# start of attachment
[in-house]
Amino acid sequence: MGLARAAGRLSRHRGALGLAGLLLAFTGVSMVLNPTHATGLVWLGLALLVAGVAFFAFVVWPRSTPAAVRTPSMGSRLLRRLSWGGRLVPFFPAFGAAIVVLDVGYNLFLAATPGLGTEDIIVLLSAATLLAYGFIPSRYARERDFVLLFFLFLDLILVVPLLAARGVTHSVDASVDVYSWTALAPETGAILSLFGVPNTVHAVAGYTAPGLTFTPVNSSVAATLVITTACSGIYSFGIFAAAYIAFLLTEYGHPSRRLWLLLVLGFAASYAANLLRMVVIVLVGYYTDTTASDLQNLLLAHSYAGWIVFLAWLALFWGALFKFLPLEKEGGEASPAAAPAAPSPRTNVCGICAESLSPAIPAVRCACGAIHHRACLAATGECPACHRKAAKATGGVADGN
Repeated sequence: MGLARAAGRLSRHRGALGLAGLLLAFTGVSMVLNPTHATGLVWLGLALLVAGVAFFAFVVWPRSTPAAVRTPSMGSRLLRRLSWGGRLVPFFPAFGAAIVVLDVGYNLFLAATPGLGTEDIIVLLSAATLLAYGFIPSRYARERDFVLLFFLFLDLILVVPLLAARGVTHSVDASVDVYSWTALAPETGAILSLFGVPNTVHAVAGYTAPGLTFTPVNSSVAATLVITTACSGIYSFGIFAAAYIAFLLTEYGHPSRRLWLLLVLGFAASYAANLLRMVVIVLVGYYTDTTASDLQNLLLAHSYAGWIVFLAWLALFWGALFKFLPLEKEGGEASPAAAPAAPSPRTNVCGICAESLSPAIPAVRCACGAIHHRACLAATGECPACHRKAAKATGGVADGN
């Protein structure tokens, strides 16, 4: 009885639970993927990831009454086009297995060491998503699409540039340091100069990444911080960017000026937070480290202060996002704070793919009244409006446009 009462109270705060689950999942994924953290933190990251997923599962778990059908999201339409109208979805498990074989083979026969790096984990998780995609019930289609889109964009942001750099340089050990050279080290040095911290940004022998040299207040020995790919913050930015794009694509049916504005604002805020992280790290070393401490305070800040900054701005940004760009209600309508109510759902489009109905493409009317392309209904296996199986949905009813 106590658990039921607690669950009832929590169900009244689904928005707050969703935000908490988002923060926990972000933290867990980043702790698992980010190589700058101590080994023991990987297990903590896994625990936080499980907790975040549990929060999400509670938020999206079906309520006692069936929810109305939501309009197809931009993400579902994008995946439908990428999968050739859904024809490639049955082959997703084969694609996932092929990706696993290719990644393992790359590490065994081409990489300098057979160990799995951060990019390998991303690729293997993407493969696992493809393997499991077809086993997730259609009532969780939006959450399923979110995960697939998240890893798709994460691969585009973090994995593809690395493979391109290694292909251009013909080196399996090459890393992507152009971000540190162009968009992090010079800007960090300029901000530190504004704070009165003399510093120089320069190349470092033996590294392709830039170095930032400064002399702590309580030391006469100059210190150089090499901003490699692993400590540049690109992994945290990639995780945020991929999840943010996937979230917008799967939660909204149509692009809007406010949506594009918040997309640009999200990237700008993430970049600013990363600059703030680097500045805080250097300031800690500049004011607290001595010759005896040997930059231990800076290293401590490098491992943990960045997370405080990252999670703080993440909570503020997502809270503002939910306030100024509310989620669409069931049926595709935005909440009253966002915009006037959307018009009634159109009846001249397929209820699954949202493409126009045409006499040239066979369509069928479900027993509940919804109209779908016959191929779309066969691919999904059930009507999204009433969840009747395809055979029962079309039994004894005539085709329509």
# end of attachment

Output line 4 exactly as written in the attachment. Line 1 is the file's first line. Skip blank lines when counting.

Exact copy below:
């Protein structure tokens, strides 16, 4: 009885639970993927990831009454086009297995060491998503699409540039340091100069990444911080960017000026937070480290202060996002704070793919009244409006446009 009462109270705060689950999942994924953290933190990251997923599962778990059908999201339409109208979805498990074989083979026969790096984990998780995609019930289609889109964009942001750099340089050990050279080290040095911290940004022998040299207040020995790919913050930015794009694509049916504005604002805020992280790290070393401490305070800040900054701005940004760009209600309508109510759902489009109905493409009317392309209904296996199986949905009813 106590658990039921607690669950009832929590169900009244689904928005707050969703935000908490988002923060926990972000933290867990980043702790698992980010190589700058101590080994023991990987297990903590896994625990936080499980907790975040549990929060999400509670938020999206079906309520006692069936929810109305939501309009197809931009993400579902994008995946439908990428999968050739859904024809490639049955082959997703084969694609996932092929990706696993290719990644393992790359590490065994081409990489300098057979160990799995951060990019390998991303690729293997993407493969696992493809393997499991077809086993997730259609009532969780939006959450399923979110995960697939998240890893798709994460691969585009973090994995593809690395493979391109290694292909251009013909080196399996090459890393992507152009971000540190162009968009992090010079800007960090300029901000530190504004704070009165003399510093120089320069190349470092033996590294392709830039170095930032400064002399702590309580030391006469100059210190150089090499901003490699692993400590540049690109992994945290990639995780945020991929999840943010996937979230917008799967939660909204149509692009809007406010949506594009918040997309640009999200990237700008993430970049600013990363600059703030680097500045805080250097300031800690500049004011607290001595010759005896040997930059231990800076290293401590490098491992943990960045997370405080990252999670703080993440909570503020997502809270503002939910306030100024509310989620669409069931049926595709935005909440009253966002915009006037959307018009009634159109009846001249397929209820699954949202493409126009045409006499040239066979369509069928479900027993509940919804109209779908016959191929779309066969691919999904059930009507999204009433969840009747395809055979029962079309039994004894005539085709329509």